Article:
Why you may want to consider applying for a mortgage or refinancing your existing one before New Year?
If you are considering conventional uninsured mortgage in the next 4-5 months for either purchasing a property, refinancing, or switching lenders, it might be crucial to get approval before Jan 1, 2018.
Due to a new rule for uninsured mortgages after New Year you may qualify for $100,000-$150,000 less then you expected. That could be a problem or even a deal breaker for some people.
Assuming you have an annual income of $100,000, you do not have any liabilities (0 debts) and the property you trying to finance/refinance is in GTA or area with similar property taxes and maintenance fees, the maximum mortgage loan you qualify now for a conventional 3.39% 5 year fixed 25y amortization is about $541,000. After New Year the max amount you will qualify for the same one will be approx. $442,000 or $99,000 less. Lets see another case - if your annual income is $150,000 for the same situation the numbers are respectively $870,000 before Jan 1st and $711,000 after, so you will qualify for $159,000 less.
Again, this is only for conventional uninsured 5 year fixed rate mortgages with Loan-To-Value 80% or less. All others has been already affected by the Qualifying Stress rule introduced last year.
Also, this includes refinancing or switching an existing mortgage to a new lender.
Straight mortgage renewals are not supposed to be affected, but at the moment there is no clarity on this and most likely will depend on your lender, or the institution behind your lender, so you might be surprised even at renewal.
A mortgage approval before the end of the year will let you qualify for a bigger loan and most of the mortgages have 120 days hold period, so my advice is take advantage of this opportunity, if applicable to you.
CREA Updates Resale Housing Market Forecast
The Canadian Real Estate Association (CREA) has updated its forecast for home sales activity via the Multiple Listing Service (MLS) Systems of Canadian real estate Boards and Associations in 2018 and 2019. Housing market fundamentals remain strong in many parts of the country. Nonetheless, many housing markets continue to struggle in the face of policy headwinds.
The new mortgage stress test announced last October had been expected to cause homebuyers to rush purchases in advance of the new rules coming into effect in January and for the pull-forward of sales activity to result in fewer transactions in the first half of 2018.
Evidence suggests the policy response was stronger than expected, with seasonally adjusted national home sales last December having surged to the highest level ever recorded before dropping sharply in early 2018.
Actual (not seasonally adjusted) national sales figures for March, April and May are typically among the most active months in any given year. Combined sales fell to a nine-year low for the three-month period. The seasonally adjusted trend suggests sales momentum has not yet begun to rally.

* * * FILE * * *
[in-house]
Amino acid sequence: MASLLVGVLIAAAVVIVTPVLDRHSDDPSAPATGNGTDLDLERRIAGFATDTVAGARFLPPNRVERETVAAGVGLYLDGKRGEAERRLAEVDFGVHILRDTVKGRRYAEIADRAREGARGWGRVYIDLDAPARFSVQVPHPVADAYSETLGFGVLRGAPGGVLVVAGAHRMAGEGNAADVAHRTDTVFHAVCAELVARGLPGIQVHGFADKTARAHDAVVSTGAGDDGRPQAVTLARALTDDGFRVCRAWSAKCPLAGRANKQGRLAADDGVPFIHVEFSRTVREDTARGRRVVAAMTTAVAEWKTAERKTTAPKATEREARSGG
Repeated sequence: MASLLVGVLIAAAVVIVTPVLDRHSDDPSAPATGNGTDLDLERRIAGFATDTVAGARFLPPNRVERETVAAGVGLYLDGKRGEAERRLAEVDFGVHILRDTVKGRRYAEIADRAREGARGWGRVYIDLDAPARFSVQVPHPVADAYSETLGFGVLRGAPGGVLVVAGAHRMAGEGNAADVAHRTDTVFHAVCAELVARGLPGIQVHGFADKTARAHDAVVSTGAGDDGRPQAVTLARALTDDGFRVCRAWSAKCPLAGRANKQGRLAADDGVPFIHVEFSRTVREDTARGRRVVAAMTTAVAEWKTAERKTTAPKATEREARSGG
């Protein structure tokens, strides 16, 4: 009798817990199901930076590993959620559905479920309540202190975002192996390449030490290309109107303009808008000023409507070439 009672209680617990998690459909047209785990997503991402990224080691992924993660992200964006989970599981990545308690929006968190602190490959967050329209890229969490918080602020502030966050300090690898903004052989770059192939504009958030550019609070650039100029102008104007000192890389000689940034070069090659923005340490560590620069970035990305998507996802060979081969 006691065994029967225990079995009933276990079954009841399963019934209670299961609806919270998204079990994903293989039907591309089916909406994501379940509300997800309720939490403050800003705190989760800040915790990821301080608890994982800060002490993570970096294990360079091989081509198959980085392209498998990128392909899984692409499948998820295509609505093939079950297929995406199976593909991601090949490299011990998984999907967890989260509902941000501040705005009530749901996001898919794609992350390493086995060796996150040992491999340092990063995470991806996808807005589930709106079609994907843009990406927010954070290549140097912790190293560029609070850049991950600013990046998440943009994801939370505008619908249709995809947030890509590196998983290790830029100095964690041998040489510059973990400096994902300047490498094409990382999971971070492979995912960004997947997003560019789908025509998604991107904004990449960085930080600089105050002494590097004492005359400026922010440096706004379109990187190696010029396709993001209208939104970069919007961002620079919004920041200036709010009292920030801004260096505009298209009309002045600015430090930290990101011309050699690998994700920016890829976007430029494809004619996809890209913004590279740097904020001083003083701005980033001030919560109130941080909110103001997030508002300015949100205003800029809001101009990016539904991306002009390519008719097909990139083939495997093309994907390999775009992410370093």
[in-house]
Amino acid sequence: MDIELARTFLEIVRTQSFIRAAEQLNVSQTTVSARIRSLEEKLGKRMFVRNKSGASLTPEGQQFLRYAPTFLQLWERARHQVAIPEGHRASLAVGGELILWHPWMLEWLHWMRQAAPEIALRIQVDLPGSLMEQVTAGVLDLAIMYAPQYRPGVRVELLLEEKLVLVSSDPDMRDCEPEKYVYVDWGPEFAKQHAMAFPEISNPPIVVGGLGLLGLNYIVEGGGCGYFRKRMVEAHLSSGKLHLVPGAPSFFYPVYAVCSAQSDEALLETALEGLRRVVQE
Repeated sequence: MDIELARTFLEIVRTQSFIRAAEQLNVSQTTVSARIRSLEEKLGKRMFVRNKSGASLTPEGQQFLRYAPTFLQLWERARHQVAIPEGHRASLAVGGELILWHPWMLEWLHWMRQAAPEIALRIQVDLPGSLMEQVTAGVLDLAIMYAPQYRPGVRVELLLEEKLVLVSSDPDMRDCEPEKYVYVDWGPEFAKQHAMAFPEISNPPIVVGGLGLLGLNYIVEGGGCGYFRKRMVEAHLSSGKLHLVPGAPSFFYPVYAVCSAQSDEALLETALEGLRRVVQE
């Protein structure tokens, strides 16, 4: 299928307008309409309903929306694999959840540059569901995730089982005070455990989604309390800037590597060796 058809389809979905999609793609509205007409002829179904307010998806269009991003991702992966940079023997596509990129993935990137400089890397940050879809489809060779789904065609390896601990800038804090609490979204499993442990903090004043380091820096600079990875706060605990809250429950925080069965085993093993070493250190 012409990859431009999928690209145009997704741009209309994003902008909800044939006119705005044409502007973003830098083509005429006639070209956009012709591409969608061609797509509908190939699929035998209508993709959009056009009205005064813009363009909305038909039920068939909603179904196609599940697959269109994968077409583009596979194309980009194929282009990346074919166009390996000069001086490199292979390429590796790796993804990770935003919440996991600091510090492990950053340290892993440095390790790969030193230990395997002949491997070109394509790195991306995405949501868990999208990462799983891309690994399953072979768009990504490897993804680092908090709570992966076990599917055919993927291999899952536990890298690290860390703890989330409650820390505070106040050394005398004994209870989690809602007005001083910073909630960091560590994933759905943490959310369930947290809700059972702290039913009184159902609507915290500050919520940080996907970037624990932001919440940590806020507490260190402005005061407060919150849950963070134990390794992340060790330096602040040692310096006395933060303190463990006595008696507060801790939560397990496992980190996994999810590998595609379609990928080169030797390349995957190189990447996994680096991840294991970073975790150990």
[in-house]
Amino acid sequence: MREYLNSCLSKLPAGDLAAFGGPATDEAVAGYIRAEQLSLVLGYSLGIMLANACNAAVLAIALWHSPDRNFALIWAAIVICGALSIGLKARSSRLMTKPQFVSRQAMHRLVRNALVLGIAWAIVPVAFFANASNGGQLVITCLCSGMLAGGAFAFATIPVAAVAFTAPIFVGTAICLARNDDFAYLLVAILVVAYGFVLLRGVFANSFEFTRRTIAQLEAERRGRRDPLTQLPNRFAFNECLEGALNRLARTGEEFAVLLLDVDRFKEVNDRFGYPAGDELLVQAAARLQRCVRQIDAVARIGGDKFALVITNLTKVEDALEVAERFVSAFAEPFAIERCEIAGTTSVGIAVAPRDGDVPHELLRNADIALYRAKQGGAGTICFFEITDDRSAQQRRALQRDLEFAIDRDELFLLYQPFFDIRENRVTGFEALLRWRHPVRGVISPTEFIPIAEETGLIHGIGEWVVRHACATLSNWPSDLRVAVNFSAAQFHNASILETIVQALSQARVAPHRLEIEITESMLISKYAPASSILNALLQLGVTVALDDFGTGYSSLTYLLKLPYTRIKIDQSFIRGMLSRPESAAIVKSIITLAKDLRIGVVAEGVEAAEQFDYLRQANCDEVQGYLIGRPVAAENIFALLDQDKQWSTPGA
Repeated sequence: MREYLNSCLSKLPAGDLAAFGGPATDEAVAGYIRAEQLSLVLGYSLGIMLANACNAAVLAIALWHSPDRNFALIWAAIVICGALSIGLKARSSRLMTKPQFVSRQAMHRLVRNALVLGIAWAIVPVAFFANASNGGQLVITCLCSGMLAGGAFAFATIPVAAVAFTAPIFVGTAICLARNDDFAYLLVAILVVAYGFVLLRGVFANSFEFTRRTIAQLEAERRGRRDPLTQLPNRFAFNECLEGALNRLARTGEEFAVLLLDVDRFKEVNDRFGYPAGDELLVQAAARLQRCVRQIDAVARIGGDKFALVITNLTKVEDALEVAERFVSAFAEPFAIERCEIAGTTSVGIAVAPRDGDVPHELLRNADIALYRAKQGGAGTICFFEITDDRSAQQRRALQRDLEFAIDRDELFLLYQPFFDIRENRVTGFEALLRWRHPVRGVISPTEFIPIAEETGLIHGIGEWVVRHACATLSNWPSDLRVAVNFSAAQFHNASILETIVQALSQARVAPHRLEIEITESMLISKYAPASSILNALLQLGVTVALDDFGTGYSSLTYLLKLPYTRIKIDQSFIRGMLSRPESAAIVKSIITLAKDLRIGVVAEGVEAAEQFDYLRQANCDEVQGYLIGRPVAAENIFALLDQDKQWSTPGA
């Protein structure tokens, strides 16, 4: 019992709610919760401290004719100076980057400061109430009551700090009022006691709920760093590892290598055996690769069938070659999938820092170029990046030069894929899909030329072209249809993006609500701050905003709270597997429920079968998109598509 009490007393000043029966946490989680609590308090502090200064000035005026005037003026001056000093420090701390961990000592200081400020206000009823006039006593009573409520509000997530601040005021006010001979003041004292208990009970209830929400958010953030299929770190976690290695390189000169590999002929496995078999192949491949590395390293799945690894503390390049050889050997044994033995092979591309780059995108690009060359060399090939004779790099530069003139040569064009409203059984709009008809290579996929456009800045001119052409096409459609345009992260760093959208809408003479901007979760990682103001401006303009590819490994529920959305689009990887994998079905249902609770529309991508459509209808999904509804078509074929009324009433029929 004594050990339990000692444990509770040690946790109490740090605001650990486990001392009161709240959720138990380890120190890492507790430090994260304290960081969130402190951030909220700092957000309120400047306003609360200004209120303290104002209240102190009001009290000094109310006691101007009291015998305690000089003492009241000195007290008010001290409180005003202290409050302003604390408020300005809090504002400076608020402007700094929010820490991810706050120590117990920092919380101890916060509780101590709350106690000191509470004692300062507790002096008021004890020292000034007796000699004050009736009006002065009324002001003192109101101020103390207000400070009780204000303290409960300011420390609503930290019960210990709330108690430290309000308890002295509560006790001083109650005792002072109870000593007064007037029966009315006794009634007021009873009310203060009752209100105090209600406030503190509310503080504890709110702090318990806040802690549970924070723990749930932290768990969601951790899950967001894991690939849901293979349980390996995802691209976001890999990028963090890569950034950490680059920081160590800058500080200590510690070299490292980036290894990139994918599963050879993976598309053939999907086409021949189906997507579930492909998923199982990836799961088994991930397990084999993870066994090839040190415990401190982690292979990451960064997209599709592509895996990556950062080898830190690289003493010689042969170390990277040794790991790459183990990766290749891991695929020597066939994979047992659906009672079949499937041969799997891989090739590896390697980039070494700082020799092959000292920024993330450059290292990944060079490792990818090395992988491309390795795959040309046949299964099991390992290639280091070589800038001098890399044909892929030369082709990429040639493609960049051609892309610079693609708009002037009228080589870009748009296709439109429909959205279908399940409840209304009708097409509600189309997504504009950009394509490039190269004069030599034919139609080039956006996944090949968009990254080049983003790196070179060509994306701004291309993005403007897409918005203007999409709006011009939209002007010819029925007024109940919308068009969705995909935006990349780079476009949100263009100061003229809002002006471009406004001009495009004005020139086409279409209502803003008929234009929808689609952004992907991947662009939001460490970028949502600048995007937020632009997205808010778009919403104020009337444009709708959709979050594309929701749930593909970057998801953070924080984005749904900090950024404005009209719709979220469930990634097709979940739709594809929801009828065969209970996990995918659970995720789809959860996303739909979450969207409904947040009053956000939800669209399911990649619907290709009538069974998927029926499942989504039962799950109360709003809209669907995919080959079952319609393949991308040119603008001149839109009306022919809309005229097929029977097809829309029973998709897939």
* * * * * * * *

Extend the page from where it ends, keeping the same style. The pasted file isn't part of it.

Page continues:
Interest rates are widely expected to rise further this year and next. Home sales activity is nonetheless still expected to strengthen modestly in the second half of 2018 as housing market uncertainty diminishes.
Taking these factors into account, the national sales forecast has been revised downward and is now projected to decline by 11% to 459,900 units this year. The decrease almost entirely reflects weaker sales in B.C. and Ontario amid heightened housing market uncertainty, provincial policy measures, high home prices, ongoing supply shortages and this years new mortgage stress test.
Bank of Canada maintains overnight rate target at 1¼ per cent
The Bank of Canada today maintained its target for the overnight rate at 1 per cent. The Bank Rate is correspondingly 1 per cent and the deposit rate is 1 per cent.
Global economic activity remains broadly on track with the Banks April Monetary Policy Report (MPR) forecast. Recent data point to some upside to the outlook for the US economy. At the same time, ongoing uncertainty about trade policies is dampening global business investment and stresses are developing in some emerging market economies. Global oil prices have been higher than assumed in April, in part reflecting geopolitical developments.
Inflation in Canada has been close to the 2 per cent target and will likely be a bit higher in the near term than forecast in April, largely because of recent increases in gasoline prices. Core measures of inflation remain near 2 per cent, consistent with an economy operating close to potential. As usual, the Bank will look through the transitory impact of fluctuations in gasoline prices.
In Canada, economic data since the April MPR have, on balance, supported the Banks outlook for growth around 2 per cent in the first half of 2018. Activity in the first quarter appears to have been a little stronger than projected. Exports of goods were more robust than forecast, and data on imports of machinery and equipment suggest continued recovery in investment. Housing resale activity has remained soft into the second quarter, as the housing market continues to adjust to new mortgage guidelines and higher borrowing rates. Going forward, solid labour income growth supports the expectation that housing activity will pick up and consumption will continue to contribute importantly to growth in 2018.